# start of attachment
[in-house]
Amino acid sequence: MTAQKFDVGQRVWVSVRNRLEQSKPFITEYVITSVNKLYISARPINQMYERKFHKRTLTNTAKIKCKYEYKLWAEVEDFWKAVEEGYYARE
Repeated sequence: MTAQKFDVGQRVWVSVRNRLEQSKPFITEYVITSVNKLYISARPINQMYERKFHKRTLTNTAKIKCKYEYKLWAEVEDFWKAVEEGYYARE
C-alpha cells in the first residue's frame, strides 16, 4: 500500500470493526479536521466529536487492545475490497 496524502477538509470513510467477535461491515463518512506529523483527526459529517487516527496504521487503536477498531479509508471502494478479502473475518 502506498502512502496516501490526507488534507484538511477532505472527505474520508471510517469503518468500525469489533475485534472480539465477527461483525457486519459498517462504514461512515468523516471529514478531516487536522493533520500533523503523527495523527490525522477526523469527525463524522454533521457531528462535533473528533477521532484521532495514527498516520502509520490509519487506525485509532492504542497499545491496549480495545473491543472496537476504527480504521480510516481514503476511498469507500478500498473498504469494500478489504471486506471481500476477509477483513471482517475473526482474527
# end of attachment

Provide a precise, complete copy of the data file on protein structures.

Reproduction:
[in-house]
Amino acid sequence: MTAQKFDVGQRVWVSVRNRLEQSKPFITEYVITSVNKLYISARPINQMYERKFHKRTLTNTAKIKCKYEYKLWAEVEDFWKAVEEGYYARE
Repeated sequence: MTAQKFDVGQRVWVSVRNRLEQSKPFITEYVITSVNKLYISARPINQMYERKFHKRTLTNTAKIKCKYEYKLWAEVEDFWKAVEEGYYARE
C-alpha cells in the first residue's frame, strides 16, 4: 500500500470493526479536521466529536487492545475490497 496524502477538509470513510467477535461491515463518512506529523483527526459529517487516527496504521487503536477498531479509508471502494478479502473475518 502506498502512502496516501490526507488534507484538511477532505472527505474520508471510517469503518468500525469489533475485534472480539465477527461483525457486519459498517462504514461512515468523516471529514478531516487536522493533520500533523503523527495523527490525522477526523469527525463524522454533521457531528462535533473528533477521532484521532495514527498516520502509520490509519487506525485509532492504542497499545491496549480495545473491543472496537476504527480504521480510516481514503476511498469507500478500498473498504469494500478489504471486506471481500476477509477483513471482517475473526482474527